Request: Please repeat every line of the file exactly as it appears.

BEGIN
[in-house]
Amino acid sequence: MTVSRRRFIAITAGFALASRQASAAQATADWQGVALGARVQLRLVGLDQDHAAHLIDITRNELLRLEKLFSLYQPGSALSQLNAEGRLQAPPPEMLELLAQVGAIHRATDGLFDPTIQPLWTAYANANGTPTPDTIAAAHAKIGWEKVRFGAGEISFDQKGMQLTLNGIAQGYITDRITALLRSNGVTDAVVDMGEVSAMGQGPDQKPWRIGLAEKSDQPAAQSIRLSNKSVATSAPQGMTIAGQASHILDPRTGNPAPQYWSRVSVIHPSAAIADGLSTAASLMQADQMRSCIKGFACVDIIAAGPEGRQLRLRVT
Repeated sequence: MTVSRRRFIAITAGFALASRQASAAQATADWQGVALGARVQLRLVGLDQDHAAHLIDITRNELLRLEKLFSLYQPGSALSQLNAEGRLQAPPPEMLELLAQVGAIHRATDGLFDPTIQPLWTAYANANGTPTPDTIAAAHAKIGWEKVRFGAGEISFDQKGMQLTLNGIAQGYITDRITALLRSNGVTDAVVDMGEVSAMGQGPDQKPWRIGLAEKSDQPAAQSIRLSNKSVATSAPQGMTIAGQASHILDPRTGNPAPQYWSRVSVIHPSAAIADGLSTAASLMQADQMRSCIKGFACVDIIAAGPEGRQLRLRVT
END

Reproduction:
[in-house]
Amino acid sequence: MTVSRRRFIAITAGFALASRQASAAQATADWQGVALGARVQLRLVGLDQDHAAHLIDITRNELLRLEKLFSLYQPGSALSQLNAEGRLQAPPPEMLELLAQVGAIHRATDGLFDPTIQPLWTAYANANGTPTPDTIAAAHAKIGWEKVRFGAGEISFDQKGMQLTLNGIAQGYITDRITALLRSNGVTDAVVDMGEVSAMGQGPDQKPWRIGLAEKSDQPAAQSIRLSNKSVATSAPQGMTIAGQASHILDPRTGNPAPQYWSRVSVIHPSAAIADGLSTAASLMQADQMRSCIKGFACVDIIAAGPEGRQLRLRVT
Repeated sequence: MTVSRRRFIAITAGFALASRQASAAQATADWQGVALGARVQLRLVGLDQDHAAHLIDITRNELLRLEKLFSLYQPGSALSQLNAEGRLQAPPPEMLELLAQVGAIHRATDGLFDPTIQPLWTAYANANGTPTPDTIAAAHAKIGWEKVRFGAGEISFDQKGMQLTLNGIAQGYITDRITALLRSNGVTDAVVDMGEVSAMGQGPDQKPWRIGLAEKSDQPAAQSIRLSNKSVATSAPQGMTIAGQASHILDPRTGNPAPQYWSRVSVIHPSAAIADGLSTAASLMQADQMRSCIKGFACVDIIAAGPEGRQLRLRVT